The Upside of Toronto's Condo Boom
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The Upside of Toronto’s Condo Boom

Hundreds of Windows
Unlike our neighbour to the south, Canada has an interesting population problem: despite having the second-largest landmass in the world, the country still suffers from a population slightly smaller than that of California. The biggest downside to this, of course, is the large tracts of land just waiting to be turned into the most nightmarish form of settlement: the ‘burbs.
While some harbour doubts about the ability of condos to solve this problem, today’s Metro reports on the upside of Toronto’s tower boom: half of Toronto’s target 500,000 people have moved in already. The goal was to get half a million more people south of Steeles in 30 years, but a quarter-million have already made the M postal code their own in just five.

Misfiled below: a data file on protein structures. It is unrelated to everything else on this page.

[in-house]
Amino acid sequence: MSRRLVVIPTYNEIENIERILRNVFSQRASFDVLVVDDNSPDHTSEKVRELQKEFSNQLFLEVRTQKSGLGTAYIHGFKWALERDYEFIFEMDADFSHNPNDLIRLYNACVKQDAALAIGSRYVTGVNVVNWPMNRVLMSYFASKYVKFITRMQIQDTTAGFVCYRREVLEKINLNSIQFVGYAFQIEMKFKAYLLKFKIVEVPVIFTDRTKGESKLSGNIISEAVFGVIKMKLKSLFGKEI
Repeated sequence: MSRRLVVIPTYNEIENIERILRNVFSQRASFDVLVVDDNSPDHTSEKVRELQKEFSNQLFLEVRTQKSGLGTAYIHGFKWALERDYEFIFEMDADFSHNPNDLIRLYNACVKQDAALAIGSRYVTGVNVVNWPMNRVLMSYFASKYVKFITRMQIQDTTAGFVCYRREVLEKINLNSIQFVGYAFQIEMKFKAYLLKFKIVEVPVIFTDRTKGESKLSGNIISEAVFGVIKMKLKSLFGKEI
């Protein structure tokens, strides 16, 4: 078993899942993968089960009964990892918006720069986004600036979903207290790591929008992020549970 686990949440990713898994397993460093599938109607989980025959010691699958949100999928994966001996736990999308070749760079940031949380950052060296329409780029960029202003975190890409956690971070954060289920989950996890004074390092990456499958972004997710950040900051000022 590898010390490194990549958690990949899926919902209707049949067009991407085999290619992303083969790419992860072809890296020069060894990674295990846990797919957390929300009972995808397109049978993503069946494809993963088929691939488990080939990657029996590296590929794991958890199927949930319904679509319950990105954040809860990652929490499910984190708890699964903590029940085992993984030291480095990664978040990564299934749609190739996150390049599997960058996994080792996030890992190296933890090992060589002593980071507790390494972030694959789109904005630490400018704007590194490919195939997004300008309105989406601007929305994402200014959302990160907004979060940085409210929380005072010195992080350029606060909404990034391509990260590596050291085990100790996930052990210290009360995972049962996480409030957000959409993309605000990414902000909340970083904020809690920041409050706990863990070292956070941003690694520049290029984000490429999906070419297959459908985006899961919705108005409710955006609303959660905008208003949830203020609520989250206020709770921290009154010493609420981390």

Glenn Miller said it’s very difficult to say if the city development is actually halting urban sprawl. But he agreed that having people move into a 250-unit condo on King Street West means it’s less likely that a 250-home subdivision will be built in Stouffville.

At this rate, Toronto (proper) is poised to surpass our sister city Chicago’s within-city-limits population, which would cement us at the third largest city in North America, after New York and Los Angeles. For those keeping score, this could put Toronto in the “Alpha” category for “world class” status, up from our current Beta.
What this does not address, however, is the inevitable question: will a denser, more populated Toronto mean a more vibrant Toronto? Or will these new residents simply commute north anyway, rendering Toronto’s new high-rise neighbourhoods bedroom communities?
Photo by Trachsi from the Torontoist Flickr Pool.